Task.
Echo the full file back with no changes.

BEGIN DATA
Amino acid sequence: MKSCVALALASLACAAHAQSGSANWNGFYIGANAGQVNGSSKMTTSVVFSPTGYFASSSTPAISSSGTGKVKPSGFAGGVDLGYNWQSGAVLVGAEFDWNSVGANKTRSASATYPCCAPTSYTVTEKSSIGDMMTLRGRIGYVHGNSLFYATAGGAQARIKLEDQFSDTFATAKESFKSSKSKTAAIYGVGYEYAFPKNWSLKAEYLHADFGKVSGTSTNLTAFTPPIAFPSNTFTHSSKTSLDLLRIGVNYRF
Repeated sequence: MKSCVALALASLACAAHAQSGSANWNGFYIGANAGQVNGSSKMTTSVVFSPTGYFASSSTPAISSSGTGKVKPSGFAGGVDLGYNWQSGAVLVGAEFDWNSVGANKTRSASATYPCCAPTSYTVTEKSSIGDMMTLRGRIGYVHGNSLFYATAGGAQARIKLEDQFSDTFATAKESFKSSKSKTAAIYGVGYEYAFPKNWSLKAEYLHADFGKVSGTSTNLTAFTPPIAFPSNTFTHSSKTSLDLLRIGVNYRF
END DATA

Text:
Amino acid sequence: MKSCVALALASLACAAHAQSGSANWNGFYIGANAGQVNGSSKMTTSVVFSPTGYFASSSTPAISSSGTGKVKPSGFAGGVDLGYNWQSGAVLVGAEFDWNSVGANKTRSASATYPCCAPTSYTVTEKSSIGDMMTLRGRIGYVHGNSLFYATAGGAQARIKLEDQFSDTFATAKESFKSSKSKTAAIYGVGYEYAFPKNWSLKAEYLHADFGKVSGTSTNLTAFTPPIAFPSNTFTHSSKTSLDLLRIGVNYRF
Repeated sequence: MKSCVALALASLACAAHAQSGSANWNGFYIGANAGQVNGSSKMTTSVVFSPTGYFASSSTPAISSSGTGKVKPSGFAGGVDLGYNWQSGAVLVGAEFDWNSVGANKTRSASATYPCCAPTSYTVTEKSSIGDMMTLRGRIGYVHGNSLFYATAGGAQARIKLEDQFSDTFATAKESFKSSKSKTAAIYGVGYEYAFPKNWSLKAEYLHADFGKVSGTSTNLTAFTPPIAFPSNTFTHSSKTSLDLLRIGVNYRF